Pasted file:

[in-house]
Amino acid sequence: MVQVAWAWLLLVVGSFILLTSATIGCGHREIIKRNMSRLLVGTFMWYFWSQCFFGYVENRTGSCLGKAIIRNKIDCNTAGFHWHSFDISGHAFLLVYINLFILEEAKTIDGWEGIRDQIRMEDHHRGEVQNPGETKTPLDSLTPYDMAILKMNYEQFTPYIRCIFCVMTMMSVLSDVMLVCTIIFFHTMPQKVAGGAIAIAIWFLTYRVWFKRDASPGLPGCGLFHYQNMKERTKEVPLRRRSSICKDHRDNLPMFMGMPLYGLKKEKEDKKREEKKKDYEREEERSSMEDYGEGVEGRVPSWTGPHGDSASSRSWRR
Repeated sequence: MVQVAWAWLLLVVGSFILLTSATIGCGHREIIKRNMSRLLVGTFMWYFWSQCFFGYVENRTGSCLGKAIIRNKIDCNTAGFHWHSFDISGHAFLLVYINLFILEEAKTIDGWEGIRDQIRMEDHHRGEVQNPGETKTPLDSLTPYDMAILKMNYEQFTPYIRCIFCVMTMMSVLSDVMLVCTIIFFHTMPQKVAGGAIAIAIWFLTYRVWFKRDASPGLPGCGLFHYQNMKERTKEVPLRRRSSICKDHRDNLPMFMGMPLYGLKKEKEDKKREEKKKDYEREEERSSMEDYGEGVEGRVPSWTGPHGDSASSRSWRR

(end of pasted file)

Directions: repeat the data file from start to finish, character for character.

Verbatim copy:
[in-house]
Amino acid sequence: MVQVAWAWLLLVVGSFILLTSATIGCGHREIIKRNMSRLLVGTFMWYFWSQCFFGYVENRTGSCLGKAIIRNKIDCNTAGFHWHSFDISGHAFLLVYINLFILEEAKTIDGWEGIRDQIRMEDHHRGEVQNPGETKTPLDSLTPYDMAILKMNYEQFTPYIRCIFCVMTMMSVLSDVMLVCTIIFFHTMPQKVAGGAIAIAIWFLTYRVWFKRDASPGLPGCGLFHYQNMKERTKEVPLRRRSSICKDHRDNLPMFMGMPLYGLKKEKEDKKREEKKKDYEREEERSSMEDYGEGVEGRVPSWTGPHGDSASSRSWRR
Repeated sequence: MVQVAWAWLLLVVGSFILLTSATIGCGHREIIKRNMSRLLVGTFMWYFWSQCFFGYVENRTGSCLGKAIIRNKIDCNTAGFHWHSFDISGHAFLLVYINLFILEEAKTIDGWEGIRDQIRMEDHHRGEVQNPGETKTPLDSLTPYDMAILKMNYEQFTPYIRCIFCVMTMMSVLSDVMLVCTIIFFHTMPQKVAGGAIAIAIWFLTYRVWFKRDASPGLPGCGLFHYQNMKERTKEVPLRRRSSICKDHRDNLPMFMGMPLYGLKKEKEDKKREEKKKDYEREEERSSMEDYGEGVEGRVPSWTGPHGDSASSRSWRR